Would that be a good model for a news-thing struggling to maintain relevance?

Anonymous Coward says:

Re: Re: On Platforms

I get that *no* single editor of what I read can possibly get it right.

What is “right”?

Apply regional and temporally appropriate censorship to eliminate obscene content without eliminating content which is newsworthy or otherwise important to the public discourse. Preferably, retain an uncensored copy so that the censorship can be adjusted as local standards change over time. As Techdirt regularly points out, cultural standards vary widely, so the choice of whether to censor and if so, in what way, needs to take into account the would-be viewer’s local culture. Thus, as a practical matter, GP can safely expect that no editor will ever be 100% correct. The problem is complicated at small scale, and unworkable at the scale that Facebook et al. host.

Anonymous Coward says:

Re: Re: Re:

The right thing and the easy thing are not always the same thing. People chose to use Facebook and they can choose not to. Somehow people forget how transient these communications platforms are. FB will never even come close to the reach of telephone or email, both technologies that are much easier to claim as necessity.

Dave Cortright says:

Mike, a little more nuance please

t’s easy for some people to just say “Well, don’t use Facebook,” but for many people that’s not really an option these days…

So use Facebook for “music videos, family dinners and other experiences” and “to stay in touch with family”. But is it realistic for Facebook to be a platform that is best for all things to all people? You can still share a link to the article; just not with the “obscene” image associated. And there are probably better platforms for sharing more meaningful news and information that attract the the attention of clumsy, and overly-broad censors.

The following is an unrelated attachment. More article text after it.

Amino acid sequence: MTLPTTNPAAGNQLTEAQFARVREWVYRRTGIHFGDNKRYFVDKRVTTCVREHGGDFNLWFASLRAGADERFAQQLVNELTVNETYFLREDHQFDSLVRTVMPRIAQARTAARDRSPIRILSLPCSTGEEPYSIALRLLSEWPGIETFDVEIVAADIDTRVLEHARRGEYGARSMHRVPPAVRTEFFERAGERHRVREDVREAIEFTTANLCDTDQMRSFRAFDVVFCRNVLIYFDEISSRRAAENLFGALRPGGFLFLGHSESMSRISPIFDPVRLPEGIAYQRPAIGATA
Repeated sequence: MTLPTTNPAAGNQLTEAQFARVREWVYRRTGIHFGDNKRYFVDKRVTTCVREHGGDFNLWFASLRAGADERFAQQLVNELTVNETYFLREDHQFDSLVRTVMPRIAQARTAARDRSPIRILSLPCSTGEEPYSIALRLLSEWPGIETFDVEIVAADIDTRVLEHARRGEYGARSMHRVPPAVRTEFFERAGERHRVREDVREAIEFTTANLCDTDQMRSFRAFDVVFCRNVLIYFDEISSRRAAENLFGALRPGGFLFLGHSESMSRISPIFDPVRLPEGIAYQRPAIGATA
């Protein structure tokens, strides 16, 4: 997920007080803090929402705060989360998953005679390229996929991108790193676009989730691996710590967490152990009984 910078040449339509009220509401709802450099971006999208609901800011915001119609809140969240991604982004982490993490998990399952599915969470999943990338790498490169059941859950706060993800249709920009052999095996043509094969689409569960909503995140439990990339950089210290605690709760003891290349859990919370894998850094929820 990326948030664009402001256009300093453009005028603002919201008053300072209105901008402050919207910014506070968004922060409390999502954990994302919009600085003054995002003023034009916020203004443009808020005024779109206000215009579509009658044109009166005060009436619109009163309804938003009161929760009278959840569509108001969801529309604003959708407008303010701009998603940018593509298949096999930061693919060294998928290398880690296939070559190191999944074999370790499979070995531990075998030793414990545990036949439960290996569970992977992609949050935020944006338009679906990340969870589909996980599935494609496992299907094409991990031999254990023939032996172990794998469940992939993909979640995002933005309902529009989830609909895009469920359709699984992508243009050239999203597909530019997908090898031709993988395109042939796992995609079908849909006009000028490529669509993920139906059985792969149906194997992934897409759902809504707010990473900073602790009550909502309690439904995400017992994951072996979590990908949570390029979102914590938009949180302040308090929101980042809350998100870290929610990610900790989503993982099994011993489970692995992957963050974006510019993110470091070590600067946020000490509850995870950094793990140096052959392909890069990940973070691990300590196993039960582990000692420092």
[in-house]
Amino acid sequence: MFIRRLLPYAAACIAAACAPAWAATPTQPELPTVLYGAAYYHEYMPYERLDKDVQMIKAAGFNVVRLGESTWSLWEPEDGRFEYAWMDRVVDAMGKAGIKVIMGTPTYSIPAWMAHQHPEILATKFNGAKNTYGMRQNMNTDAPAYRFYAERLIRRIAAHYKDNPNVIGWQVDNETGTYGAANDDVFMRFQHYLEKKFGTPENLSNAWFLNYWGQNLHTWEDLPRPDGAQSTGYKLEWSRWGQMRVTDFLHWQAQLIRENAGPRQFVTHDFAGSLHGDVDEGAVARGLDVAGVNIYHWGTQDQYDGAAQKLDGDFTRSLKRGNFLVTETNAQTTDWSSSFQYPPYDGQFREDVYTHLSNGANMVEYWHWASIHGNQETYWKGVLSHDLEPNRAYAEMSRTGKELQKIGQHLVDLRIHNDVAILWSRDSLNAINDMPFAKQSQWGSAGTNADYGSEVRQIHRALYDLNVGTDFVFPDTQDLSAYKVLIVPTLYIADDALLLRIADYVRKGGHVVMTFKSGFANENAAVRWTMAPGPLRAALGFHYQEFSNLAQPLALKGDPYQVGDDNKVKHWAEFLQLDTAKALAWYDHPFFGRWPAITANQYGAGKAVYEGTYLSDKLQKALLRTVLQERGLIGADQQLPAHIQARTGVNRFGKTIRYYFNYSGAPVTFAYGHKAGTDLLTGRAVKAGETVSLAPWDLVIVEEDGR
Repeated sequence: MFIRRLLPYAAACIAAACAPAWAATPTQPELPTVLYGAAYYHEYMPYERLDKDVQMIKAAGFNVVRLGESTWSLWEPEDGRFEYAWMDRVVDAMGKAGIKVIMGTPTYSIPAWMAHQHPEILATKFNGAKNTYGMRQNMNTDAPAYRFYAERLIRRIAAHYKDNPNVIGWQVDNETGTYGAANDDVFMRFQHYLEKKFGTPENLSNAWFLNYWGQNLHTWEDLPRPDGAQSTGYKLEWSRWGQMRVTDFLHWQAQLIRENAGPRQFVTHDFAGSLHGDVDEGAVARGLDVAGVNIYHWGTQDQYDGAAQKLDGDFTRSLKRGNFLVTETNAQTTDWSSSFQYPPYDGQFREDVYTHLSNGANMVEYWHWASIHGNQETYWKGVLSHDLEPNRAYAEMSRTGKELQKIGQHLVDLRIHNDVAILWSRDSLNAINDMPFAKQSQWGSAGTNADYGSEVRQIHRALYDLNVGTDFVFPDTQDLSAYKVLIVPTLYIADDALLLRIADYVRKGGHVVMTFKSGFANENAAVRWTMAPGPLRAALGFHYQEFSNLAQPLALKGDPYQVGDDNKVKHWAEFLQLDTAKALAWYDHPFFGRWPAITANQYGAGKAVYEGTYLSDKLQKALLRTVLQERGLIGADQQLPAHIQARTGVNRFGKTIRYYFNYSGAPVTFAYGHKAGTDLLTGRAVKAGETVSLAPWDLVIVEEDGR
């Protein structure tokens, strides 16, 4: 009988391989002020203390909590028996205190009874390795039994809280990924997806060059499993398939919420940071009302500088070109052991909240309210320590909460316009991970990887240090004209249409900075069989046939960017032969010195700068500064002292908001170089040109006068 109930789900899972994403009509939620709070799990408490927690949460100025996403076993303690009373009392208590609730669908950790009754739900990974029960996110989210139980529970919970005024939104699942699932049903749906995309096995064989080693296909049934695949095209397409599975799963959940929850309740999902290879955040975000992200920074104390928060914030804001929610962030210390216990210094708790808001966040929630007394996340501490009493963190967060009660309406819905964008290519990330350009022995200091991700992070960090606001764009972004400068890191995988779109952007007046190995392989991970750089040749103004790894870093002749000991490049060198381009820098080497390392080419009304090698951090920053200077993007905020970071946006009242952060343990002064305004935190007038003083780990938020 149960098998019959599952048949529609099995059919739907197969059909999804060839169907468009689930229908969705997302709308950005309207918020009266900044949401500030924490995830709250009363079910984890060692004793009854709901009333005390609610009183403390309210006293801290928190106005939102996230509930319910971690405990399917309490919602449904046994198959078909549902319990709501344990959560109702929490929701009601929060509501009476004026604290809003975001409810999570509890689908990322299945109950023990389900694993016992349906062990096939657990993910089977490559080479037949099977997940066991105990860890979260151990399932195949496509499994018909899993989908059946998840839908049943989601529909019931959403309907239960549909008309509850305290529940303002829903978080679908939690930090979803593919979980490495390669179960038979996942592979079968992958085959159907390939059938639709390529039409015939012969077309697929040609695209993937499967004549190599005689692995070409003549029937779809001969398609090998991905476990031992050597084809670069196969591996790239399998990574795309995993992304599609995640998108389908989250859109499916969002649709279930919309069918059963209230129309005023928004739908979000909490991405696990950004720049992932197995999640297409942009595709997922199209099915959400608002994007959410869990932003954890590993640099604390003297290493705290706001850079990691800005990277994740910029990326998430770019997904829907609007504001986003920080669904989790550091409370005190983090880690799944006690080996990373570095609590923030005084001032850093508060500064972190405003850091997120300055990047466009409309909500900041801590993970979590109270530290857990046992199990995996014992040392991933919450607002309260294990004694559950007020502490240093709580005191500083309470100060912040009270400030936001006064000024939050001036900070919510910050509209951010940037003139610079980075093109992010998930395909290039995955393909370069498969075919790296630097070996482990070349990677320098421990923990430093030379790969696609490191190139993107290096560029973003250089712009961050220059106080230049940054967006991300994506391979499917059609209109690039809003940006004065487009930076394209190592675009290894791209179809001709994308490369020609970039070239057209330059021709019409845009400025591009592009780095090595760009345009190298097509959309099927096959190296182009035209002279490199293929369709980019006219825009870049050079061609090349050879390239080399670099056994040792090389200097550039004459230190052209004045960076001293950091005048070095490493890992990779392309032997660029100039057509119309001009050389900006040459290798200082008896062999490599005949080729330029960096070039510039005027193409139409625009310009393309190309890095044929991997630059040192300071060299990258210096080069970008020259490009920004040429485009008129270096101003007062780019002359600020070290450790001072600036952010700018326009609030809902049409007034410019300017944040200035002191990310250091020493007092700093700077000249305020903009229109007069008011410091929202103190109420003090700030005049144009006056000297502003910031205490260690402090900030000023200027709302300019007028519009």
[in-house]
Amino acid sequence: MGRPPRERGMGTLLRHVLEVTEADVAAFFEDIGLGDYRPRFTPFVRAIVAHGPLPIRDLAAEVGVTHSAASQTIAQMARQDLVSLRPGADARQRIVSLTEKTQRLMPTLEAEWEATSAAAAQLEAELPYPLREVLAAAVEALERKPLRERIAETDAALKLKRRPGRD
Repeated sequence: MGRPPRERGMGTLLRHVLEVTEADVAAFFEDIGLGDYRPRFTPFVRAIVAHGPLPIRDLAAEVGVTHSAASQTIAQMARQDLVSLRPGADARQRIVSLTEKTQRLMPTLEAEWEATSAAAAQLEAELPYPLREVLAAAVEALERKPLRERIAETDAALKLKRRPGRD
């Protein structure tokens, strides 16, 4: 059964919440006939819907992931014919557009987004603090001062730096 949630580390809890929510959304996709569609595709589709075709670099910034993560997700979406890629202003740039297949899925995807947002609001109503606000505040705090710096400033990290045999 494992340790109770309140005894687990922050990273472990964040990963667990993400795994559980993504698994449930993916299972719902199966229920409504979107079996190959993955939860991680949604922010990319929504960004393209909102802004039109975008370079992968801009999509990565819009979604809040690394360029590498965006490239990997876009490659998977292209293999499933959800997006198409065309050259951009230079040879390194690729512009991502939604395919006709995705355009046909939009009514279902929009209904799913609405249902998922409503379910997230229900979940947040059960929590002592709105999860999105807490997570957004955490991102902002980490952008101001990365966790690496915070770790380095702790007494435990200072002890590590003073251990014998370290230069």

Ruby says:

Is…is it truly necessary to post an uncensored image of a naked child?

I mean I get that it’s “iconic” (apparently people in the 70’s needed a photo like this to grasp the concept that dropping fire bombs on children was a bad thing???) but, I just don’t understand why having the basic fucking decency to put up a black bar or something is a problem.

You can still easily grasp that she was naked, you still point out to highly stupid people that setting villages on fire means little kids catch on fire, but you don’t add to that poor girl’s problems by splashing her genitals all over everything.

Anonymous Coward says:

Re: Re:

The article was about photographs that changed warfare. Would be rather pointless without the picture in question.

And I guess this can be hard to grasp for americans, but nudity is not that big of a deal in scandinavia. Swedens most beloved old children movies has naked people, both adults and kids in most of them. Same goes for a not insignificant number of newly produced movies/TV shows.

It is not unusual for kids to have no clothes at all at the beach until they are 3-5 years old, maybe a hat to protect their head from the sun. This is why the journalist has asked for more geographically tuned censor filters, filters that would make sense in some parts of the world does not do it in other. And this should answer a earlier commenters question about why scandinavians has made such fuss about similar events. In our mind, it does not make sense to censor some things. A photo of your kid at the beach might be removed as offensive, even though you only share it with friends, none of which would think it was wierd.

I understand facebook is an american company and applies american standards (naturally). But is becomes a source of frustration for cultures that does not agree fully, leaving residents with two sub optimal choices. Either you leave facebook (like I did) and miss events, social gatherings and the de facto standard way to keep in touch with friends and family. Or you stay with it, accepting the limitations on what you would considered inoffensive content

Steffano Castellanos says:

Silly Norwegians, egos bruised.